The moonshine women of Alberta

Bootlegging has a long history in Alberta, but the women who were behind many moonshine operations are rooted mainly within family folklore.

'It was rare for women to appear in these tidbits of local lore'

Amanda Hansen and her husband Carl passed along their moonshining knowledge to their children and grandchildren, who have now opened Hansen Distillery in Edmonton. (Shayna Hansen)

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It was an open secret in Marie Gauthier's family that Aunt Tillie made moonshine.

During the 1940s, there was a need for liquor in remote Waskatenau, Alta., about 100 kilometres northeast of Edmonton.

Tillie Lazowski kept herself and her farm from the brink of poverty by filling the need with her still, hidden away in the bush.

"She leapt right on it, an entrepreneur," Gauthier said.

Since she was young, Gauthier, a retired music teacher who owns Maridon Music in Spruce Grove, has fostered an interest in the odd comings and goings of her secretive aunt.

Lazowski never spoke openly of her time as a moonshiner, but the whole family knew.

Tillie Lazowski, with her common-law husband John Tchir on their farm near Waskatenau, Alta. Lazowski's moonshining was an open secret in her family. (Marie Gauthier)

In the 1960s, Lazowski moved to Edmonton, but kept exactly where a secret.

Until her death in the early 2000s, she always had Gauthier pick her up at a rendezvous spot near Park Memorial on 97th Street and 111th Avenue.

One day, around 1980, Lazowski requested a shovel and a ride to her old place in Waskatenau, which by then had a new owner.

Gauthier guessed, that like most people in the area, the farm's new owner likely had a shotgun hiding behind the door.

She agreed to drive on the condition that she wouldn't exit the car and if shots were fired she was out of there, with or without her aunt.

After a bunch of digging, Lazowski came back with a couple of old tobacco cans filled with cash. Gauthier isn't sure how the money had been made, and her aunt never said.

"I think it goes back to the moonshining days," Gauthier said, adding that Lazowski avoided banks as best she could.

Police suspicious

Lazowski never got caught, though police had their suspicions, Gauthier said.

Lazowski hid her still in the thick brush that covered the area and when a police officer came by she would "bat her eyes" at them, Gauthier said.

Most often, stories of moonshiners and rum-runners in small Alberta towns involve men.

Still, women involved in the illegal alcohol trade have seeped into local lore.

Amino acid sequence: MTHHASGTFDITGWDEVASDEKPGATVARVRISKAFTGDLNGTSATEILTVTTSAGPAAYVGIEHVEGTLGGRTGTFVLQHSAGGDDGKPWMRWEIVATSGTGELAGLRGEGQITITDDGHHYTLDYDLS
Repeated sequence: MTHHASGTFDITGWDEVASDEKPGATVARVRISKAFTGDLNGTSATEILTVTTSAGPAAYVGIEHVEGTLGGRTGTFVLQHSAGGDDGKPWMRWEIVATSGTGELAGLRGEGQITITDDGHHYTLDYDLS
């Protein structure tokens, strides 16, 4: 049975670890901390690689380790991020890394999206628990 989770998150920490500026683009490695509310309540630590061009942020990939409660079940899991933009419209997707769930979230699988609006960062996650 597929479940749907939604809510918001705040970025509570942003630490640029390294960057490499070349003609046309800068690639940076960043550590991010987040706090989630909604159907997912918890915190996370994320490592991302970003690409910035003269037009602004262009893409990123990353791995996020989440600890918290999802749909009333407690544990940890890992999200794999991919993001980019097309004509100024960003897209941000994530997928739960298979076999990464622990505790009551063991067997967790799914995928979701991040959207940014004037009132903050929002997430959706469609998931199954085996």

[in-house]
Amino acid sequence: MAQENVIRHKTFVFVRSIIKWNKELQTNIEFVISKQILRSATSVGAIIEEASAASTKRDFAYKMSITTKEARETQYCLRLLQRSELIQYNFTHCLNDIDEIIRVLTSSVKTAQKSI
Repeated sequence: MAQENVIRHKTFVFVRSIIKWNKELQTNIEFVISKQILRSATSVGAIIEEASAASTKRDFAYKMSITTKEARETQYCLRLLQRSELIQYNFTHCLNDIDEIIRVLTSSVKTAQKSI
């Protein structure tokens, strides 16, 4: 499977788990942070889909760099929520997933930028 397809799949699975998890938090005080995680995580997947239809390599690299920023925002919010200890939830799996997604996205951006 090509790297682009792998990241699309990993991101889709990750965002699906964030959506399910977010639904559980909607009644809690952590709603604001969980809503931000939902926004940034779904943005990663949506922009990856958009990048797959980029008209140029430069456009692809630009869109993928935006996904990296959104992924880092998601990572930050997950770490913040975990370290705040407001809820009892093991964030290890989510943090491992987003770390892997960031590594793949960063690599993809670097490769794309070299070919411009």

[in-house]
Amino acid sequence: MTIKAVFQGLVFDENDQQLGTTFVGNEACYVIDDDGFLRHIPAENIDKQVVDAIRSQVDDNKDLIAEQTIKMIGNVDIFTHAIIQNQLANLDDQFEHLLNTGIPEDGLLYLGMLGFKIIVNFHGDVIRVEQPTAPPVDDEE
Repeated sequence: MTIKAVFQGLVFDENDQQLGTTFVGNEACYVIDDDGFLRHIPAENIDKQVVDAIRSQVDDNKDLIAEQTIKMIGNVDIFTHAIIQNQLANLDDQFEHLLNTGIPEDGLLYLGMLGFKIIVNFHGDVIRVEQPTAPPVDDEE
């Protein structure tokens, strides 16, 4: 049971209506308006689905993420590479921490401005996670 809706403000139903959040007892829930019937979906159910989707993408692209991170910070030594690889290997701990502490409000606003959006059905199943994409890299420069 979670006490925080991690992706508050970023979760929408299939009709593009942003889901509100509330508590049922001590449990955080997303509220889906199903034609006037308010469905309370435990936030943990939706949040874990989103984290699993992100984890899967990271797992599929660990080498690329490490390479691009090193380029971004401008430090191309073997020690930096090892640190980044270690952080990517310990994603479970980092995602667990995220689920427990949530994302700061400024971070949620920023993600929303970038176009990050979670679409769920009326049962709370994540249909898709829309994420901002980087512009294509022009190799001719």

Molly Smith worked in laundry service and childcare following her rum-running days in Medicine Hat, Alta. (The Esplanade Arts and Heritage Centre Archives)

Kim Unrau, assistant archivist at the Esplanade Arts and Heritage Centre in Medicine Hat, researched one of these women for a small exhibit.

Molly Smith, a former American slave, sought greener pastures in Canada after emancipation, making herself a home in Medicine Hat in the early 1880s.

At the time, Alberta was part of the Northwest Territories which banned the sale of alcohol.

Smith would make trips down to Montana, where alcohol was legal, and smuggle the booze across the border before selling it to the men working on the Canadian Pacific Railway.

From 1883 to 1885, Smith brought up liquor from her contacts in Fort Benton, Mont., hiding it in the bush before carrying it around to the various work camps near the town.

According to Unrau, the story goes that Smith had a customized bustle and brassiere in which she hid the contraband alcohol.

"[She] would have had some good business, because they would have been the only ones doing it," she said.

Alberta moonshiner Amanda Hansen and a friend enjoy a beverage near Crestomere. (Shayna Hansen)

Shayna Hansen, co-owner of Hansen Distillery in Edmonton, says her grandmother was one of a number of moonshiners in her family.

Near Rimbey and Crestomere, Alta., just about anything was used, even tomato paste, to make moonshine as money was tight and alcohol expensive.

The family made moonshine from 1930 until just a few years ago when the recipe was passed on to Kris Sustrik, Hansen's husband and business partner.  

"If it wasn't for my grandma, my grandpa and my dad, my husband probably never would have learned to moonshine, or had the interest," Hansen said.

South of the border, these stories are better told. Kelli Casias, a PhD student at the University of Montana, pored through countless newspaper articles in the course of writing her thesis on female moonshiners and bootleggers in her home state.

Montana and Alberta were culturally very similar back when moonshining and rum-running was a valid, though fraught, career move, Casias said.

Women were rarely searched, charged or prosecuted, unless they were repeat offenders or dealt in large quantities of alcohol.

"When females are bootlegging or moonshining, they really fall into two categories, Casias said. "They've been suppressed somehow and are trying to support themselves through it.

"Or you have the individual that becomes a rogue," she said.


Doug Johnson is an Edmonton-based writer, editor and journalist. The MacEwan University graduate has written for most of the city's English-language publications, and is the semi-proud owner of two mediocre cats.


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